Friday, March 25, 2016

History of the Cayman Islands

By Jennifer Uhlarik

Last month, I told you a little about our recent Caribbean cruise, and the adventure we had exploring the Mayan ruins of Cozumel (read about it here if you missed it). This month, I thought I’d share about the other port we visited—Georgetown, Grand Cayman. 
 
Colorful buildings and rooftops as you approach
George Town, Grand Cayman.

The first thing I noticed about Grand Cayman as we rode the tender over from the cruise ship was the festive colors of the buildings that lined the waterfront. It instantly had my attention, and I couldn’t wait to explore. The shore excursion we opted for was a 1-hour trolley ride which gave some of the history and points of interest about the island. So here’s a little about what we learned.

The Caymans are comprised of three islands—Grand Cayman, Little Cayman, and Cayman Brac. The islands are the peaks of several underwater mountains in the Cayman Ridge. There is little, if any, proof of indigenous people on the islands, and they were mainly uninhabited prior to the 17th Century. At that time, a variety of folks made their way to the island chain, including pirates, shipwreck survivors, refugees from the Spanish Inquisition, and deserters from Oliver Cromwell’s army in Jamaica.

The first permanent resident of the islands, Isaac Bodden, was born on Grand Cayman around 1661. He’s suspected to be the grandson of one of Cromwell’s army who was there at the taking of Jamaica in 1655. To this day, the Bodden Family still resides on the island. We were told that this traditional Caymanian style home belongs to the Bodden family today. The architecture of the islands seems to be split fairly evenly between the traditional Caymanian homes and newer styles. The second home shown here is owned by the family who opened the largest hardware store chain on the island.

Traditional Caymanian-style home owned by the
Bodden Family

Modern-style home owned by a family who owns the biggest
hardware store chain on the Cayman Islands.


In the 1670 Treaty of Madrid, England took formal control of both Jamaica and The Cayman Islands, and both remain territories of Britain today. A permanent settlement began there somewhere in the 1730’s, and almost immediately, slavery was started. Africans were captured and brought to the islands, living as slaves until 1833, when slavery was abolished throughout Britain and all of its territories.

Today, the Cayman Islands are a tourist mecca for the cruise lines and independent travelers. One of the wonderful things to do on Grand Cayman is to visit Stingray City, where you can interact with tons of Southern Stingrays in their natural habitat. They will swim leisurely around you while you pet them or feed them. Another fun outing in Grand Cayman is the Cayman Turtle Farm, where you can see not only turtles, but other sea life and birds up close.

Not only are the Cayman Islands a great place to visit, but they are also a global hotspot for international banking, due to the fact the Caymans are tax-free. In our short time there, we stopped at a coffee shop to rest and overheard a few business deals being discussed at the surrounding tables. The tax- and duty-free status in the Cayman Islands also means great shopping for higher-ticket items like jewelry. The jewelry store owners are prepared to wheel and deal to make a sale, knocking hundreds, if not thousands, off the list prices of expensive pieces.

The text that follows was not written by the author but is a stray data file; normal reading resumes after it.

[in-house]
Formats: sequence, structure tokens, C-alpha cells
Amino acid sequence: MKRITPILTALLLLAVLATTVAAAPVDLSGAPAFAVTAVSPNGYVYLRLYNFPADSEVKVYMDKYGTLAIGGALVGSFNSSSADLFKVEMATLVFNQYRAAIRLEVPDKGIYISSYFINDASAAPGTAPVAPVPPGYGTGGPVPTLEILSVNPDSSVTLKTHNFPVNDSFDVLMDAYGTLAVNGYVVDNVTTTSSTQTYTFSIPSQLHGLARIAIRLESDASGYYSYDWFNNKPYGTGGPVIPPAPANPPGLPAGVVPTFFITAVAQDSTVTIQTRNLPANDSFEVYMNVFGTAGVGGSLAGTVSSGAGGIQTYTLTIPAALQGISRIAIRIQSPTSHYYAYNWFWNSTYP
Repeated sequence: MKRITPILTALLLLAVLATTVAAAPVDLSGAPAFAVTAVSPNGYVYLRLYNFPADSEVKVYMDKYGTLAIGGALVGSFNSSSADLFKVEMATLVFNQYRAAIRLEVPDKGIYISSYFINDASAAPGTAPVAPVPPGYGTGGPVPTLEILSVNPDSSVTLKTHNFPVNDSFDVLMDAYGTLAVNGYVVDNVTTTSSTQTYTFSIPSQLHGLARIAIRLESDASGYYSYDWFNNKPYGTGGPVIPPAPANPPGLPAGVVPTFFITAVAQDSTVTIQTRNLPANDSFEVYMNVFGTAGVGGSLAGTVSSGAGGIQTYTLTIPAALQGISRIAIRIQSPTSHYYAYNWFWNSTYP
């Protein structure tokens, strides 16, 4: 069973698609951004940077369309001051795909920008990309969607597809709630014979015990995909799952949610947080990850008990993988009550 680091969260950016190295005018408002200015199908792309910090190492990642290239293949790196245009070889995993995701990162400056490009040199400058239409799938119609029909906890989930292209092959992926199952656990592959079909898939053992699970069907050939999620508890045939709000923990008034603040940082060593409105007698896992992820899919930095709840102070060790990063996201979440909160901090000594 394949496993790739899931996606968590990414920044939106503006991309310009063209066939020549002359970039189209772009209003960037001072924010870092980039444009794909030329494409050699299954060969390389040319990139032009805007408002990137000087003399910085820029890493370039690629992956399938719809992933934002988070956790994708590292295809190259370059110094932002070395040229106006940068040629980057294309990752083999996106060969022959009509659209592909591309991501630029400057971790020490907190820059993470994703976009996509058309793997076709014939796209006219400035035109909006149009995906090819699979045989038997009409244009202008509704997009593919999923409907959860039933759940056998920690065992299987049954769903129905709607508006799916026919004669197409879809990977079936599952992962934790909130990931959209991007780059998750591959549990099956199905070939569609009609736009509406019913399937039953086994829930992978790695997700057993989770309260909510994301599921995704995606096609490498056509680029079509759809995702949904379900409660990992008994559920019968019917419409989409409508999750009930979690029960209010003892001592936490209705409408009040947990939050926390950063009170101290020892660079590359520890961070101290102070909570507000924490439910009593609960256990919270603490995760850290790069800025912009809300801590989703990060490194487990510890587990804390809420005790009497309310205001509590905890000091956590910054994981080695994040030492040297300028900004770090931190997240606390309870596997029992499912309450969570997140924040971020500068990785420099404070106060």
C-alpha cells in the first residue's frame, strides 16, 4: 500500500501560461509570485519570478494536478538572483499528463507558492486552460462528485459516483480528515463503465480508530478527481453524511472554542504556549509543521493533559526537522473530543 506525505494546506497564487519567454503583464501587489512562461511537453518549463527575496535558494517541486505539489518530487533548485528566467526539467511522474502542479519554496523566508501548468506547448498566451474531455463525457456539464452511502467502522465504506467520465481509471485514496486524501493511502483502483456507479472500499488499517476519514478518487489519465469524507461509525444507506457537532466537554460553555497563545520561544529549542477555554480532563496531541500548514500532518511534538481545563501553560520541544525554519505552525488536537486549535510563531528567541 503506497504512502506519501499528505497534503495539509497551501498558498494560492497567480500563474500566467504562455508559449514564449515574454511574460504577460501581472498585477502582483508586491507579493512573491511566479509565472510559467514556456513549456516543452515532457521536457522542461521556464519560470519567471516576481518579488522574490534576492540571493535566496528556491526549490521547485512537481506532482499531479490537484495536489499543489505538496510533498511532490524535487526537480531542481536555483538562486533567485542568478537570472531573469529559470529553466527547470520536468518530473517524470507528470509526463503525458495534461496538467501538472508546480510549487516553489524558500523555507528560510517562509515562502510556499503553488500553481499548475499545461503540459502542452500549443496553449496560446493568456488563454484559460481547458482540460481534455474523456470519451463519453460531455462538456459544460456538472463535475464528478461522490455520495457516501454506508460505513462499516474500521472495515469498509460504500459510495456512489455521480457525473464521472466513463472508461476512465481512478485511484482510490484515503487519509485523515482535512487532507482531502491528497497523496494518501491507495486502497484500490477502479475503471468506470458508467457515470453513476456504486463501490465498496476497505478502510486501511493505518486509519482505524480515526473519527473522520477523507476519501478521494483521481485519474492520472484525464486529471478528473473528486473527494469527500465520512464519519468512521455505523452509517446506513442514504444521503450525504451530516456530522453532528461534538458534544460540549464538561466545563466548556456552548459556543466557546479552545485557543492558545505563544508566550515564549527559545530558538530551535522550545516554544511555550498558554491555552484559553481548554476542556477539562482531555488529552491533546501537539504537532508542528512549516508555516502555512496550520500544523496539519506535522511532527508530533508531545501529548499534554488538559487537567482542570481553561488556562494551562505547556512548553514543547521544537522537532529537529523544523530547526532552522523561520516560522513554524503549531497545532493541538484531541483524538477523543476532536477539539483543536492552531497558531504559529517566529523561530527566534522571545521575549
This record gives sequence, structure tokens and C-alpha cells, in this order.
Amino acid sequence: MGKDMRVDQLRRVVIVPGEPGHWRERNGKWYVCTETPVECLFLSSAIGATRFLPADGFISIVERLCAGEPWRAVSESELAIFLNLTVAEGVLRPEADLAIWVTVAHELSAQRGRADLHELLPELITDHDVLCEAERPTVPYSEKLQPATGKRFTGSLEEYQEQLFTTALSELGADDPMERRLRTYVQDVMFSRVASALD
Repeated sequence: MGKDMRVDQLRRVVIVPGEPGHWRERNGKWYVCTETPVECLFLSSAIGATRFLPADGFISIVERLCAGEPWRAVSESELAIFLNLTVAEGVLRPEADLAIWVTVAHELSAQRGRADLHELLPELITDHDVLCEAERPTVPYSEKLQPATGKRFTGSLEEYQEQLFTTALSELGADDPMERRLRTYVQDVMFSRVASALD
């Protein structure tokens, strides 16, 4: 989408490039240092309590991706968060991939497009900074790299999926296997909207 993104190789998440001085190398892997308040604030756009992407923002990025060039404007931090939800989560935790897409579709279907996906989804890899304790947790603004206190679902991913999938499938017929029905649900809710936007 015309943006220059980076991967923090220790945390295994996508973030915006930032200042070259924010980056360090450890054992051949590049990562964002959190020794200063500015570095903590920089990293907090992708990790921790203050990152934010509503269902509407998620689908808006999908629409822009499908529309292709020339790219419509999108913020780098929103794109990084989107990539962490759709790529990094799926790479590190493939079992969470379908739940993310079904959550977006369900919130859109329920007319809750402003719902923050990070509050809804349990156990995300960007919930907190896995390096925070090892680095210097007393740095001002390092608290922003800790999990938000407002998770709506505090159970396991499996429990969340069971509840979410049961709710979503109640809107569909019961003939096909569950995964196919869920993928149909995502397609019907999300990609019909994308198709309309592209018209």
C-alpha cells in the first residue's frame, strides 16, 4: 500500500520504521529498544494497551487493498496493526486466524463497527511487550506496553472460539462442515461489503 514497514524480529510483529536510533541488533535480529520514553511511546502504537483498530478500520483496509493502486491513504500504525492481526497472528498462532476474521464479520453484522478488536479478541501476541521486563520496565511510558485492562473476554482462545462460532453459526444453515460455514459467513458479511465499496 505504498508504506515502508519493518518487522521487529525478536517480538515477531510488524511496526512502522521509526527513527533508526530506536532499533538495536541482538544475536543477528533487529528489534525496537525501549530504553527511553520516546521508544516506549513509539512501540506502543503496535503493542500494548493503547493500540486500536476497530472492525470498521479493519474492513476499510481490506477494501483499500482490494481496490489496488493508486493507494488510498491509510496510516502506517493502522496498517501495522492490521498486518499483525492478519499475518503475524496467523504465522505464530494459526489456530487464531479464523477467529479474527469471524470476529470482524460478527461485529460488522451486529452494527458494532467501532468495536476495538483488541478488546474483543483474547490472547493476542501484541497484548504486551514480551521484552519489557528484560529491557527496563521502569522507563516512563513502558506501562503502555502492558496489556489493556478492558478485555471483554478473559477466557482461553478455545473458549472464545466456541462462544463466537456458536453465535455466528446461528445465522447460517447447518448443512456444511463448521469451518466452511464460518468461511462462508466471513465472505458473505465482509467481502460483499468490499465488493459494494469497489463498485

A rooster stands on a wall bordering
the back of a well-known restaurant in
Grand Cayman's business district.
Of course, the wildlife was interesting as always. Right in the middle of the business district, roosters and chickens made themselves at home. And just like in Cozumel, we saw any number of iguanas. One tried to chase the rooster pictured above. Another sat out in the open on a driveway of one of the homes we passed. Most took refuge high within the branches of tall trees.

An iguana sunning himself high in a tree.
All in all, Grand Cayman was a lovely place to visit, and I would’ve loved to have more time to spend there. But for the few hours we had, we enjoyed the hospitality of the locals and learning a bit about their home.

It’s your turn. Have you visited The Cayman Islands? If so, what did you enjoy about your visit? If not, are you interested in visiting? Where else have you visited that impressed you?

Jennifer Uhlarik discovered the western genre as a pre-teen, when she swiped the only “horse” book she found on her older brother’s bookshelf. A new love was born. Across the next ten years, she devoured Louis L’Amour westerns and fell in love with the genre. In college at the University of Tampa, she began penning her own story of the Old West. Armed with a B.A. in writing, she has won five writing competitions and finaled in two other competitions. In addition to writing, she has held jobs as a private business owner, a schoolteacher, a marketing director, and her favorite—a full-time homemaker. Jennifer is active in American Christian Fiction Writers and lifetime member of the Florida Writers Association. She lives near Tampa, Florida, with her husband, teenaged son, and four fur children.


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2 comments:

  1. Looks like a lovely place to visit! No taxes, tropical location, what's not to love!?!
    I'm looking forward to reading the Convenient Bride collection.

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    1. Thank you so much for stopping by, Beth Erin! The islands WERE beautiful and we had a great time exploring. Hope you'll get a chance to explore one day yourself. And--hope you'll enjoy The Convenient Bride Collection!

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